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Is repairing a broken lugged steel frame a viable option?

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Is repairing a broken lugged steel frame a viable option?

Old 09-25-22, 09:37 PM
  #26  
mctrek
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I have used Franklin Frames before and he does really good work at a reasonable price. He is an older frame builder that is close to Columbus Ohio. You could even ship the bike to him and he will fix it up and send it back to you. 7179 Reform Rd, Newark, OH, United States, Ohio

(740) 763-3838

franklinframe@windstream.net
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Old 09-27-22, 11:58 AM
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Thanks for the reference!
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Old 09-27-22, 12:42 PM
  #28  
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It's unlikely a simple sleeve will work, as the fracture is probably where the butt ends, so you'll be working with two different internal diameters. Also you'd want to silver solder it, and it won't be easy to get the inside of the tubes as clean as you need for that to work reliably. It's not difficult for a competent frame builder to replace the whole tube, but if the downtube is corroded or fatigued the top tube may not be far behind, and if you replace both of those you're paying for half a frame anyway so you might as well get a new one.
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Old 09-27-22, 12:56 PM
  #29  
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external sleeve.... look at the post in C&V where a well respected frame builder showed examples for such a fix. bronze brazing rod, not silver due to lower temps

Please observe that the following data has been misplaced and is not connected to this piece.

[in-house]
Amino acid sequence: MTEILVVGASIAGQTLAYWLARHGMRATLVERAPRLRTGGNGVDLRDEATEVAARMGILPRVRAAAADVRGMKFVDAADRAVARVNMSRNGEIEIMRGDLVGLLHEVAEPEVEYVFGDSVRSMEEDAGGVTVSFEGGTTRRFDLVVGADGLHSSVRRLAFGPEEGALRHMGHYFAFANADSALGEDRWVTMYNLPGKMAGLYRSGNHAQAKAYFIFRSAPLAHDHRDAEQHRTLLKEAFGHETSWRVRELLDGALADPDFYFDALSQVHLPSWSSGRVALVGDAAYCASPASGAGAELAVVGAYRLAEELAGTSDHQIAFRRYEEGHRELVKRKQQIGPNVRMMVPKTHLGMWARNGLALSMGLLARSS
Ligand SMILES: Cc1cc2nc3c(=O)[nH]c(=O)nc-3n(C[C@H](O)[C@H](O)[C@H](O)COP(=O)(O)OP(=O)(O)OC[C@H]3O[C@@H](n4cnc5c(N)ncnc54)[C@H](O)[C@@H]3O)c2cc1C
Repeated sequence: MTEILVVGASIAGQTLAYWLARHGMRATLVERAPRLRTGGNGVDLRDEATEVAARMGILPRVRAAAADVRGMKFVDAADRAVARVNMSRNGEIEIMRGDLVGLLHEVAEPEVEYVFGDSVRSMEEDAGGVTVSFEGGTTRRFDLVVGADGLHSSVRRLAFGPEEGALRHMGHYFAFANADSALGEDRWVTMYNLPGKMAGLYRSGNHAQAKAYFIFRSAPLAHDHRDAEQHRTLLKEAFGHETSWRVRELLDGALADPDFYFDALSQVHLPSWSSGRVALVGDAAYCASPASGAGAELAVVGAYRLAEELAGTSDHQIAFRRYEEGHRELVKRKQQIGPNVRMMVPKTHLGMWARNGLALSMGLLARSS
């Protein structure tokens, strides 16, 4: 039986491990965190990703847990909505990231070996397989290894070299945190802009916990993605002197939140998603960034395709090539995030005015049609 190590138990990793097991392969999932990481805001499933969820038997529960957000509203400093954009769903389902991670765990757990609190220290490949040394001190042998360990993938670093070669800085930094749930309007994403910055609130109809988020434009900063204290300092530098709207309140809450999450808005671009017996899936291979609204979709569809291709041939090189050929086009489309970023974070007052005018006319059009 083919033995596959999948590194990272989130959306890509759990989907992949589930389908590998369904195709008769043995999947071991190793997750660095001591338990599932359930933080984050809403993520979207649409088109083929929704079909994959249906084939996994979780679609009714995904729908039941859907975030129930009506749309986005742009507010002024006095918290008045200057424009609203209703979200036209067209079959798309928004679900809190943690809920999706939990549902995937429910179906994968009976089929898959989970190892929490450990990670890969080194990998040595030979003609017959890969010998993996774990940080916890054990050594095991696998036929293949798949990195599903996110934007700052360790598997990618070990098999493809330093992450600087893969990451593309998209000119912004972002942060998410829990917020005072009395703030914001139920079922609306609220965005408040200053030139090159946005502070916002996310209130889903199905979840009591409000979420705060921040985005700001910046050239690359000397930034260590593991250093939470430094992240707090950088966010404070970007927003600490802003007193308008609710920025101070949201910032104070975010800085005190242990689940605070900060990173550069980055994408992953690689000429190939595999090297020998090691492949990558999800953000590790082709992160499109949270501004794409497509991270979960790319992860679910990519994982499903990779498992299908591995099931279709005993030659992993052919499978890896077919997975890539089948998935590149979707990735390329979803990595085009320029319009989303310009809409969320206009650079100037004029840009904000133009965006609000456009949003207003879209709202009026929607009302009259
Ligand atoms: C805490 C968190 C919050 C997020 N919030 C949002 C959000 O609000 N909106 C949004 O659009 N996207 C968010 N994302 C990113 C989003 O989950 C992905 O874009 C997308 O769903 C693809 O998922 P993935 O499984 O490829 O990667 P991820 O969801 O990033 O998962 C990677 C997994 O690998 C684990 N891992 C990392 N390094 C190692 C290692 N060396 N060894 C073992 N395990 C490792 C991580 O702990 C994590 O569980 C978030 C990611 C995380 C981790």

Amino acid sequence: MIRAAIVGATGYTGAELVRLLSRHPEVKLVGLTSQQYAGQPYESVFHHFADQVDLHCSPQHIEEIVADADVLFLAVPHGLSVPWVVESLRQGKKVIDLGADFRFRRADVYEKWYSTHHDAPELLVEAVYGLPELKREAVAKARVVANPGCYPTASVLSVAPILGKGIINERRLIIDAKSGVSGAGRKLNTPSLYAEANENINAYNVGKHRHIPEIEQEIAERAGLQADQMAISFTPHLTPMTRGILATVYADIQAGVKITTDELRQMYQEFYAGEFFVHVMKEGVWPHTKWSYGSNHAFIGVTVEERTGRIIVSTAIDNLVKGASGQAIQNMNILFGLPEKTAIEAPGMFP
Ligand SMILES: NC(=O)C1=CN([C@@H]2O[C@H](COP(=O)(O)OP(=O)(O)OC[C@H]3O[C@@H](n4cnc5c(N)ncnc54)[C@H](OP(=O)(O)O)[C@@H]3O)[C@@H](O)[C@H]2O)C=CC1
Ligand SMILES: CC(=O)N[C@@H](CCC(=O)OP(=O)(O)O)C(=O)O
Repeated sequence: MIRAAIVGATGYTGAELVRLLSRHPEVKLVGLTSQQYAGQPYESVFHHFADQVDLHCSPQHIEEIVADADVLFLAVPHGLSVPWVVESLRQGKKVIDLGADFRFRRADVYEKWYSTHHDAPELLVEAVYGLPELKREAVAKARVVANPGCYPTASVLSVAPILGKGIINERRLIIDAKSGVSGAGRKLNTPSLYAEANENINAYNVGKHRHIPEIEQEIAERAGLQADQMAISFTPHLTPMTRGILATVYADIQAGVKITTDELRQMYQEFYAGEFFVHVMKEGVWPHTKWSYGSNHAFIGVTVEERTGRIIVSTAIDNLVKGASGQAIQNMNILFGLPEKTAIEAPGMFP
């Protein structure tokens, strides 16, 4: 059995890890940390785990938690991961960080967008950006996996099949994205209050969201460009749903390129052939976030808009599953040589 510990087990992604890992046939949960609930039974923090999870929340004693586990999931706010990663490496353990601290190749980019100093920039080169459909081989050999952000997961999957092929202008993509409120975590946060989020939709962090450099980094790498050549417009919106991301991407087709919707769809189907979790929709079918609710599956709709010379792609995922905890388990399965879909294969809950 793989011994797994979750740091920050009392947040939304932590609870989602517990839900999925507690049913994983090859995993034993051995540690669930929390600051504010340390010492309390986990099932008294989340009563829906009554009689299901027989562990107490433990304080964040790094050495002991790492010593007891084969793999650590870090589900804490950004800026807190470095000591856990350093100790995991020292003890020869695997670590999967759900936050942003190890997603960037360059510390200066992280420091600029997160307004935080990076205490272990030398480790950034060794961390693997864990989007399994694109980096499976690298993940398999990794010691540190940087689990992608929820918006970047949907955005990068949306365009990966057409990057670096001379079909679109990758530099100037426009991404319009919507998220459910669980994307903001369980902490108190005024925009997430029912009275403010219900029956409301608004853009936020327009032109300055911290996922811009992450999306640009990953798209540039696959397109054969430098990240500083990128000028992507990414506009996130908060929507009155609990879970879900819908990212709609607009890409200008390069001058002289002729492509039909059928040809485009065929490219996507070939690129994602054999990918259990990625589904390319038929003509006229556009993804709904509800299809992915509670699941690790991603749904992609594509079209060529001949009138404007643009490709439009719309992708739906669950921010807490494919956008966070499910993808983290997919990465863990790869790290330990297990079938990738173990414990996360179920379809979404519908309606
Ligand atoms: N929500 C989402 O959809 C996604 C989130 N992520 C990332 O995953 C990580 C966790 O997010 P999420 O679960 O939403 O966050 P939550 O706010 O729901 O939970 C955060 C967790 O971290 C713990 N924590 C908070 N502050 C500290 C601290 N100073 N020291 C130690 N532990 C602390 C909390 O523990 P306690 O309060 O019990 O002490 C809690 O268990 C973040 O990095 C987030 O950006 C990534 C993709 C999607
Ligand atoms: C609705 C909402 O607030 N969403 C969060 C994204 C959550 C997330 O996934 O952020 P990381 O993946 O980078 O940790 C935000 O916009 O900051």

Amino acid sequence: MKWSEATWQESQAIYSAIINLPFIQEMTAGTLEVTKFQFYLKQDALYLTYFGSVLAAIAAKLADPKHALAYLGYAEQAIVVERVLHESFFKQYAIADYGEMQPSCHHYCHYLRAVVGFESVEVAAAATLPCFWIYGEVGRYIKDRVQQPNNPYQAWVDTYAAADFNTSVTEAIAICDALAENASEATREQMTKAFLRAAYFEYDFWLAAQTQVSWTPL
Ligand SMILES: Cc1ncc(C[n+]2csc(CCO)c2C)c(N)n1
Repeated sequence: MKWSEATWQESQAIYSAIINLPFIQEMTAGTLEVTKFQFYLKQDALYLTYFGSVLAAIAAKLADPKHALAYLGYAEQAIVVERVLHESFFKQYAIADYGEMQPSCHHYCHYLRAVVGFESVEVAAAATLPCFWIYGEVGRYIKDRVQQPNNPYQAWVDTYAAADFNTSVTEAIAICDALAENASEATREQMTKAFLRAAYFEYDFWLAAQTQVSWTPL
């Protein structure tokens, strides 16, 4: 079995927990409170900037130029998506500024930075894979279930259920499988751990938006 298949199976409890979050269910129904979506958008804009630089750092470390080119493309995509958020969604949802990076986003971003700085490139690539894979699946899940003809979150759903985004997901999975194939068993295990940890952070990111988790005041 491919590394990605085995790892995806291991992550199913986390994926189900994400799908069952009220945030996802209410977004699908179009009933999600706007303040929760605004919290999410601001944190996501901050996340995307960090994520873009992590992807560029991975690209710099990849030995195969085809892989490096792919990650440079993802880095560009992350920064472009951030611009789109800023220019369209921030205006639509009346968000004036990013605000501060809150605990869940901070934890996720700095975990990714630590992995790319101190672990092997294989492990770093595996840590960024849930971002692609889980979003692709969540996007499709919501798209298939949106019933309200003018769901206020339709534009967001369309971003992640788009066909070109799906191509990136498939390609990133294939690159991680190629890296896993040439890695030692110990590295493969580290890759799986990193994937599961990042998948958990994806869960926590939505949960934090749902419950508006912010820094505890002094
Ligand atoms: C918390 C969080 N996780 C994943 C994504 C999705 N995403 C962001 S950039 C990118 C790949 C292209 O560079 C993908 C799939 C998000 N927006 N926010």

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Old 09-27-22, 01:03 PM
  #30  
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Originally Posted by grumpus View Post
It's unlikely a simple sleeve will work, as the fracture is probably where the butt ends, so you'll be working with two different internal diameters. Also you'd want to silver solder it, and it won't be easy to get the inside of the tubes as clean as you need for that to work reliably. It's not difficult for a competent frame builder to replace the whole tube, but if the downtube is corroded or fatigued the top tube may not be far behind, and if you replace both of those you're paying for half a frame anyway so you might as well get a new one.
I'd have to say I agree that a sleeve is not the appropriate repair in this instance. A full tube replacement is warranted. And yes, it is not as easy as it sounds. If it is repaired, the frame builder may be able to determine what happened exactly and whether any other tubes are in jeopardy of failing.

There is also the issue of liability to consider. I don't know that frame builders carry liability insurance, but they should!

As much as I like to save and/or repurpose things, I'd be looking for a new frame. If you miss sitting on the bike seat, turn it into a stool as suggested above. They are actually pretty cute.
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Old 09-27-22, 01:26 PM
  #31  
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check this thread about 2/3 the way down where Doug Fattic shows details of an external sleeve repair. intteresting

Frame Repair Question: 1985 Nishiki Riviera GT
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Old 09-28-22, 05:06 PM
  #32  
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Originally Posted by squirtdad View Post
check this thread about 2/3 the way down where Doug Fattic shows details of an external sleeve repair. intteresting

Frame Repair Question: 1985 Nishiki Riviera GT
I'd be concerned that this patch is being brazed to a tube that might be further weakened from corrosion or previous overheating. Also I think it looks pretty bad, but some people may think it was cool or interesting I guess. I'm in two minds whether I might do this for one of my bikes - as a stop gap I suppose I might but then who can resist a good excuse to get something new?
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